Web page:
Earwigs commonly eat plant debris they find on a garden floor and under containers. They may also feed on a wide range of garden plants and seem to be especially fond of herbs and corn tassels as well as dahlias, marigolds, roses, and zinnias. They can also be a pest of fruits such as berries, apricots, and peaches. Unfortunately, if none of their favorites are available, earwigs may feed on whatever plants they can find.
But earwigs are often considered beneficial insects and are sometimes deliberately introduced to control aphids and other damaging insects. Seeing only a few is more a cause for celebration than for panic. Garden earwigs require control only when the plant damage they do outweighs their benefits.
Earwigs do not feed on blood or bite in a traditional way, but they may pinch as a defensive move if you pick one up by hand.
Earwigs live about one year from hatching. Mating occurs in the fall, at which time you can find the males and females living together in ground debris, in crevices, or in the soil. Eggs are laid in late winter or early spring, which hatch in about seven days into nymphs that are smaller versions of adult insects. Through a series of molts, the nymphs gradually transform into adults, which will mate in the fall. The previous generation typically dies out sometime during the growth of the nymphs into adults. Warm climates may see two generations of garden earwigs each year. Because cold weather kills off most earwigs, relatively few mating couples survive the winter to reproduce. Thus, this is not an insect that is usually found in large numbers in cooler climates.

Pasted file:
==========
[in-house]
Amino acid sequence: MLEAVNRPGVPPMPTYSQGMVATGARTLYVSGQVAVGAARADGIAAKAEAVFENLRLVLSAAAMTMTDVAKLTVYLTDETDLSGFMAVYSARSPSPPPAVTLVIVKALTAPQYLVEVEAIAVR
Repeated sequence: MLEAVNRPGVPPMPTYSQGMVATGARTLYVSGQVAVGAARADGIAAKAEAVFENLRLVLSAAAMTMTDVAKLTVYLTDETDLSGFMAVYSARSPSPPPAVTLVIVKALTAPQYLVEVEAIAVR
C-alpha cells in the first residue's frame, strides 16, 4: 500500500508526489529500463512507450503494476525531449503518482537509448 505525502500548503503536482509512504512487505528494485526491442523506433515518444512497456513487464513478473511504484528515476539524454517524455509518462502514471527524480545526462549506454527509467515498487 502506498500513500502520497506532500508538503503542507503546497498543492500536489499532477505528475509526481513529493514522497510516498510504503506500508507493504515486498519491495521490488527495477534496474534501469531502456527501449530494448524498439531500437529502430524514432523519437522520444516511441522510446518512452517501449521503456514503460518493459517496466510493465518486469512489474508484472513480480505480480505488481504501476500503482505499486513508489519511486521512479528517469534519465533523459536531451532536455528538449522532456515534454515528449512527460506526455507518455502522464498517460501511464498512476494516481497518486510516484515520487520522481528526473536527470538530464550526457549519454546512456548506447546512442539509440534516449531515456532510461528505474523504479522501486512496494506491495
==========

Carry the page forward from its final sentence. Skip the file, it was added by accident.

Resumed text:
Earwigs don’t carry disease, but if they did, they wouldn’t cause much of a problem since they virtually never bite, nor do they transmit pathogens to foods eaten by humans. They can, however, potentially transmit fungal or bacterial plant diseases around the garden, though such transmission is far more likely with other insects that feed primarily on living plants.
There are many species of Forficula falling under the common name “earwig,” and some of them are relatively common pantry pests. However, the common (or European) earwig (F. auricularia) is primarily an outdoor insect that is only occasionally found indoors. When you find them indoors, it is usually in dark, moist areas, such as beneath piles of newspaper or cardboard boxes. They may also hitchhike in on potted houseplants that spend the summer outdoors. But the common earwig does not deliberately seek out indoor environments to feed or overwinter. If you notice such insects indoors in substantial numbers, it more likely a different, similar-looking species of earwig.
The common name derives from the Greek words ēare, which means “ear,” and wicga, which means “beetle.” There are various theories about the origin of this name. Some entomologists believe it derives from the fact that the hind wings resemble a human ear when they are unfolded. A more widely accepted view is that it derives from an old wive’s tale that told of earwigs boring into human brains through the ear canal to lay eggs—the source of a number of plot lines in horror and sci-fi movies. This may have been more a cautionary tale aimed at coaxing children into better hygiene, as there is virtually no legitimate evidence of such a thing—though it’s not unheard of for insects to accidentally wind up in a human ear.